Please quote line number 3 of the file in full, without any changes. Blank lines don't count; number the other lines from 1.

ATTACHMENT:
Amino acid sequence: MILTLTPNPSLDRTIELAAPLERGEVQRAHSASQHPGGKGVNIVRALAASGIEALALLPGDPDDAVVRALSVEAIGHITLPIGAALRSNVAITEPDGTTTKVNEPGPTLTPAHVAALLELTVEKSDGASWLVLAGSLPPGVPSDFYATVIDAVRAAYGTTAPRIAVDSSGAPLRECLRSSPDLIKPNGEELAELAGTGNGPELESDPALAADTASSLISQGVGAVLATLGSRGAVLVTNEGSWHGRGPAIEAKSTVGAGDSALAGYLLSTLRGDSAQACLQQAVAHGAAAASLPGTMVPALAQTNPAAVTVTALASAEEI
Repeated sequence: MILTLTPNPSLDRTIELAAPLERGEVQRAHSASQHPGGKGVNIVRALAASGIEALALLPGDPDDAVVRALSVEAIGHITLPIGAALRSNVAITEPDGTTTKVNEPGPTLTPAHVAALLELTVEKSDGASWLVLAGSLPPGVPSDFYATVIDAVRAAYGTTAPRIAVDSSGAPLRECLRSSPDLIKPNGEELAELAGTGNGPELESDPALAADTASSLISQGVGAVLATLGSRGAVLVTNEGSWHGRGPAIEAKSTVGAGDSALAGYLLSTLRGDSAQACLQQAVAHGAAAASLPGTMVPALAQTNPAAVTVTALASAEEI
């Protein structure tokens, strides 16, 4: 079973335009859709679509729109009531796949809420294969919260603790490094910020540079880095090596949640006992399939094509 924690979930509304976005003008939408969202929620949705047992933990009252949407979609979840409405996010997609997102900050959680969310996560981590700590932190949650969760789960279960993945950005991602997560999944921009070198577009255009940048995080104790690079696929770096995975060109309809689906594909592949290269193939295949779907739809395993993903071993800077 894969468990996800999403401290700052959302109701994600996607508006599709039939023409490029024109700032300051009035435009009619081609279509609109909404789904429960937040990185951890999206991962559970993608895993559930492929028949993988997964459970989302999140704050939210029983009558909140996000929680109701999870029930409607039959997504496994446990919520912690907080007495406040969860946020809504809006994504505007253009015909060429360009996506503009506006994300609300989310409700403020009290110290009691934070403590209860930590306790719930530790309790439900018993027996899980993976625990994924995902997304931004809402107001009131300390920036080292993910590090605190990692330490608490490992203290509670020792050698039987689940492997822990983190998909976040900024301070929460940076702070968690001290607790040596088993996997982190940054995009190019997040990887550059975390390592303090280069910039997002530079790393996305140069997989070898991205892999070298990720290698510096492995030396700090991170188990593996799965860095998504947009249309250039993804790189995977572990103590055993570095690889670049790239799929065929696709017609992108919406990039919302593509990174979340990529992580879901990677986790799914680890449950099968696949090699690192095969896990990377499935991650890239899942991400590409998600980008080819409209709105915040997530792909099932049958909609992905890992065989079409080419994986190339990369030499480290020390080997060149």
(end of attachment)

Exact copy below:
């Protein structure tokens, strides 16, 4: 079973335009859709679509729109009531796949809420294969919260603790490094910020540079880095090596949640006992399939094509 924690979930509304976005003008939408969202929620949705047992933990009252949407979609979840409405996010997609997102900050959680969310996560981590700590932190949650969760789960279960993945950005991602997560999944921009070198577009255009940048995080104790690079696929770096995975060109309809689906594909592949290269193939295949779907739809395993993903071993800077 894969468990996800999403401290700052959302109701994600996607508006599709039939023409490029024109700032300051009035435009009619081609279509609109909404789904429960937040990185951890999206991962559970993608895993559930492929028949993988997964459970989302999140704050939210029983009558909140996000929680109701999870029930409607039959997504496994446990919520912690907080007495406040969860946020809504809006994504505007253009015909060429360009996506503009506006994300609300989310409700403020009290110290009691934070403590209860930590306790719930530790309790439900018993027996899980993976625990994924995902997304931004809402107001009131300390920036080292993910590090605190990692330490608490490992203290509670020792050698039987689940492997822990983190998909976040900024301070929460940076702070968690001290607790040596088993996997982190940054995009190019997040990887550059975390390592303090280069910039997002530079790393996305140069997989070898991205892999070298990720290698510096492995030396700090991170188990593996799965860095998504947009249309250039993804790189995977572990103590055993570095690889670049790239799929065929696709017609992108919406990039919302593509990174979340990529992580879901990677986790799914680890449950099968696949090699690192095969896990990377499935991650890239899942991400590409998600980008080819409209709105915040997530792909099932049958909609992905890992065989079409080419994986190339990369030499480290020390080997060149």